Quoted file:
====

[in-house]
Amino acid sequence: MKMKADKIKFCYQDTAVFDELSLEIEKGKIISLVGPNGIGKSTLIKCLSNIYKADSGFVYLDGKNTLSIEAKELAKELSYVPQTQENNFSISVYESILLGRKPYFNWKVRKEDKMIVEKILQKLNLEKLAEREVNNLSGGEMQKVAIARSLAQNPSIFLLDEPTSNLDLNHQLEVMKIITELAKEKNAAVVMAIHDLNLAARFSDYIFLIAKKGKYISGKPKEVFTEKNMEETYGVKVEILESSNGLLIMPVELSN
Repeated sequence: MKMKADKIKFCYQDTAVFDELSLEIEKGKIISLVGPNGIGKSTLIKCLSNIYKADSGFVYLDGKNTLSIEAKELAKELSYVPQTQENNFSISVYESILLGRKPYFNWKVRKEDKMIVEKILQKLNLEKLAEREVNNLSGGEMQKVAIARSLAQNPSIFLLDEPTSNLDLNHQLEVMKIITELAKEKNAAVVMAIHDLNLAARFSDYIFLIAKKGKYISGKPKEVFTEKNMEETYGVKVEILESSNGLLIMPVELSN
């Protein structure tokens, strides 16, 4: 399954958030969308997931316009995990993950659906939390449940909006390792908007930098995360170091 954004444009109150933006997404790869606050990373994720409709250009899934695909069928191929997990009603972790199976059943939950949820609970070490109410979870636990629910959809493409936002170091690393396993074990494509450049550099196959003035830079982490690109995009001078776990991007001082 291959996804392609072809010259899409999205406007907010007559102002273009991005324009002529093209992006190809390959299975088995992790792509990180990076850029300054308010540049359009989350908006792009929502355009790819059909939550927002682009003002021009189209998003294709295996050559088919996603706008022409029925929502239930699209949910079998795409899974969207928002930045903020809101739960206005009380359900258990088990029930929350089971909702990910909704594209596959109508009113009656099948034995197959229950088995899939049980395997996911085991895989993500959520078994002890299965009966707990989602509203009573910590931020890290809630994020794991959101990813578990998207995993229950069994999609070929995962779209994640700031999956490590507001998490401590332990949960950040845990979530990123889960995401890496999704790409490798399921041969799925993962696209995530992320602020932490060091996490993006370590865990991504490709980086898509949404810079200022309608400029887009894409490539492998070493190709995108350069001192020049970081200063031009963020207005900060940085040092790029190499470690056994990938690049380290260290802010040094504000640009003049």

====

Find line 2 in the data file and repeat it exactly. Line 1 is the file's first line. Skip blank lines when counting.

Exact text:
Amino acid sequence: MKMKADKIKFCYQDTAVFDELSLEIEKGKIISLVGPNGIGKSTLIKCLSNIYKADSGFVYLDGKNTLSIEAKELAKELSYVPQTQENNFSISVYESILLGRKPYFNWKVRKEDKMIVEKILQKLNLEKLAEREVNNLSGGEMQKVAIARSLAQNPSIFLLDEPTSNLDLNHQLEVMKIITELAKEKNAAVVMAIHDLNLAARFSDYIFLIAKKGKYISGKPKEVFTEKNMEETYGVKVEILESSNGLLIMPVELSN